Its protagonist is Rachel White, a woman struggling to find her own identity outside of being nice and second-best in everything to her vivacious friend, Darcy. After years of living in Darcy’s shadow, Rachel just assumes everyone will prefer Darcy to her, including Dex, Rachel’s friend from law school.
As Dex and Darcy are set to get married, Rachel drunkenly confesses her romantic feelings to Dex, who shockingly feels the same way. A story about love and the lines of friendship unfolds, with Rachel being forced to confront who she and Darcy really are in the world and to each other.
“Little Fires Everywhere” by Celeste Ng
Two mothers with vastly different views of the world are at the heart of “Little Fires Everywhere,” which is now a Hulu show starring Reese Witherspoon and Kerry Washington.
Elena Richardson lives every moment of her suburban life planned, while artist Mia Warren follows her own path. Their worlds coincide when Mia and her daughter Pearl rent an apartment from the Richardson family, becoming an integral part of their lives as the Richardson children, in particular, are drawn to the Warrens.
Their tenuous bond breaks when a couple in town tries to adopt a Chinese-American baby, putting Mia and Elena on opposite ends of a legal battle. Elena decides to look into Mia’s past as their war continues, unveiling secrets with more weight than she can imagine.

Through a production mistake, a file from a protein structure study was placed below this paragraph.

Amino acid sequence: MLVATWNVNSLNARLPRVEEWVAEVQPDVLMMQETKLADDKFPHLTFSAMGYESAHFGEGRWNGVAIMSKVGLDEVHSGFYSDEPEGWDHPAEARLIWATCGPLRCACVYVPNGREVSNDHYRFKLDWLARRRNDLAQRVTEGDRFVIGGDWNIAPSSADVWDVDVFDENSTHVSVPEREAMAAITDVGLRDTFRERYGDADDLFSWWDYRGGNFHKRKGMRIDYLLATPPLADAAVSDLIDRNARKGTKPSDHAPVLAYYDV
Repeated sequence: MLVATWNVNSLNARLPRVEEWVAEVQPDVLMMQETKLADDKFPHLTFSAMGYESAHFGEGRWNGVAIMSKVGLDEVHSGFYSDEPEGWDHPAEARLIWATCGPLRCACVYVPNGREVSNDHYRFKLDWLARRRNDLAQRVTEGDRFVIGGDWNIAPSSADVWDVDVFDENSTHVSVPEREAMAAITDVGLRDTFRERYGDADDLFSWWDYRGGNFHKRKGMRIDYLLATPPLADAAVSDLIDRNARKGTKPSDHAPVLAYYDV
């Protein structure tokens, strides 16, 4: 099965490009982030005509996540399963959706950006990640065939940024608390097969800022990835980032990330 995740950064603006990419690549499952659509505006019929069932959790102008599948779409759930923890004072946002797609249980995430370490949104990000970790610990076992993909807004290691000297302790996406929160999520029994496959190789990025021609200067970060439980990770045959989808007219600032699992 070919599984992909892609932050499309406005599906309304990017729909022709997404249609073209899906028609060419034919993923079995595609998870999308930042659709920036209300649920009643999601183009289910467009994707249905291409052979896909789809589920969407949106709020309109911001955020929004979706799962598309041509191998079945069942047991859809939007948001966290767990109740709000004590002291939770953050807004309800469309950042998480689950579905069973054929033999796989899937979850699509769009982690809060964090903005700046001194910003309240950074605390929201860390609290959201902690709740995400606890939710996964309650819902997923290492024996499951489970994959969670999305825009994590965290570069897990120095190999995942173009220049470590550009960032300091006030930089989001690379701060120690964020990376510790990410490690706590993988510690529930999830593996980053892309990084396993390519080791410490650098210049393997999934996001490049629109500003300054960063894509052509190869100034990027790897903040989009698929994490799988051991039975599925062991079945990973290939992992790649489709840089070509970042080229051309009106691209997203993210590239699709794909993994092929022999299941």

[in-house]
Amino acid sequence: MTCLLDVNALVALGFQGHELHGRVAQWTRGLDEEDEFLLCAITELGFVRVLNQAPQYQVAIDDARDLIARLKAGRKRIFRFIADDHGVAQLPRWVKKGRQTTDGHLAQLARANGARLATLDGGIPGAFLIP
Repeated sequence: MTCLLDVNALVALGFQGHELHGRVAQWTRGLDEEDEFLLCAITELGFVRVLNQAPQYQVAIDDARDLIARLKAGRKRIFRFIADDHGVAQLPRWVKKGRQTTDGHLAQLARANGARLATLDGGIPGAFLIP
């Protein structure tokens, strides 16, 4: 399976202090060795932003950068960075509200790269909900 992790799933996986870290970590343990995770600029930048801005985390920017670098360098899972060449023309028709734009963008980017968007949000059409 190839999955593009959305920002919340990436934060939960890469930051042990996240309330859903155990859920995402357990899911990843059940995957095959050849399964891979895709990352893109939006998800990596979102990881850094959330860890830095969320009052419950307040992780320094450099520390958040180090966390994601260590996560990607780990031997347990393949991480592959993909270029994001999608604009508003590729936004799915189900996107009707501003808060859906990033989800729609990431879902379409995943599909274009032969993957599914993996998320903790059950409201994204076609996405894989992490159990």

“The Song of Achilles” by Madeline Miller
A classic Greek myth gets an exhilarating new life in Madeline Miller’s “The Song of Achilles,” a coming-of-age tale and love story about two old friends.
Fans of “The Iliad” will be entranced by Miller’s retelling of the tale, as her focus on Achilles’ friend and shadow Patroclus rather than the soldier himself puts a fresh lens on one of the most told stories of all time. The novel follows the boys from when they are young, guiding the reader from their early distrust of one another to the poignant moment they realise they’re more to one another than just friends.
Miller tinges the war story the urgency and tenderness of first love, bringing new weight to the wins and losses in Homer’s epic.
The “Crazy Rich Asians” trilogy by Kevin Kwan
Before it was a box office smash, “Crazy Rich Asians” was Kevin Kwan’s debut book. Its protagonist is Rachel Chu, an American born Chinese woman who has recently started dating Nicholas Young. She agrees to go home with him to Singapore for the summer, only to discover Nick is the heir to more money than she can imagine, and his family doesn’t see her as a suitable partner for him.